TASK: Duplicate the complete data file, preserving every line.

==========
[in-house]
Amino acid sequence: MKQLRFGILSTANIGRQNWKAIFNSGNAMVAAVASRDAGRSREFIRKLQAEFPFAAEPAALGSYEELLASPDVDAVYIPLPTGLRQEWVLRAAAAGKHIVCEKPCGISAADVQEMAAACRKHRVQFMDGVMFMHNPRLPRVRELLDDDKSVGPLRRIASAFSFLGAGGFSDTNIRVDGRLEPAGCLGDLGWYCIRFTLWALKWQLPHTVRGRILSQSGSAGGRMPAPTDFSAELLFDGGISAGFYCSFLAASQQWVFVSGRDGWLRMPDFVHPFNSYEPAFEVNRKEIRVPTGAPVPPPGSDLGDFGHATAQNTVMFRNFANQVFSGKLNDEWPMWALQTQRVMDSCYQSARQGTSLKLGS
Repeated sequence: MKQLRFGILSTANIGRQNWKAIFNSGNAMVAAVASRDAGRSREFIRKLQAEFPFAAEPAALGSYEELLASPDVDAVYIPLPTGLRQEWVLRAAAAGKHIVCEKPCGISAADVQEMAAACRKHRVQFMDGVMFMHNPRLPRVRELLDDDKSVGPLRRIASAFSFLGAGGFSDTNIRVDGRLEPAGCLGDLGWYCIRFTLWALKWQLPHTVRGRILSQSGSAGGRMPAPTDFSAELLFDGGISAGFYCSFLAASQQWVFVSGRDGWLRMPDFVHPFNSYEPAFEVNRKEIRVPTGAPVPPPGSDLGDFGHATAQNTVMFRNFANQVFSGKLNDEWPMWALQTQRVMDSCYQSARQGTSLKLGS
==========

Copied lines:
[in-house]
Amino acid sequence: MKQLRFGILSTANIGRQNWKAIFNSGNAMVAAVASRDAGRSREFIRKLQAEFPFAAEPAALGSYEELLASPDVDAVYIPLPTGLRQEWVLRAAAAGKHIVCEKPCGISAADVQEMAAACRKHRVQFMDGVMFMHNPRLPRVRELLDDDKSVGPLRRIASAFSFLGAGGFSDTNIRVDGRLEPAGCLGDLGWYCIRFTLWALKWQLPHTVRGRILSQSGSAGGRMPAPTDFSAELLFDGGISAGFYCSFLAASQQWVFVSGRDGWLRMPDFVHPFNSYEPAFEVNRKEIRVPTGAPVPPPGSDLGDFGHATAQNTVMFRNFANQVFSGKLNDEWPMWALQTQRVMDSCYQSARQGTSLKLGS
Repeated sequence: MKQLRFGILSTANIGRQNWKAIFNSGNAMVAAVASRDAGRSREFIRKLQAEFPFAAEPAALGSYEELLASPDVDAVYIPLPTGLRQEWVLRAAAAGKHIVCEKPCGISAADVQEMAAACRKHRVQFMDGVMFMHNPRLPRVRELLDDDKSVGPLRRIASAFSFLGAGGFSDTNIRVDGRLEPAGCLGDLGWYCIRFTLWALKWQLPHTVRGRILSQSGSAGGRMPAPTDFSAELLFDGGISAGFYCSFLAASQQWVFVSGRDGWLRMPDFVHPFNSYEPAFEVNRKEIRVPTGAPVPPPGSDLGDFGHATAQNTVMFRNFANQVFSGKLNDEWPMWALQTQRVMDSCYQSARQGTSLKLGS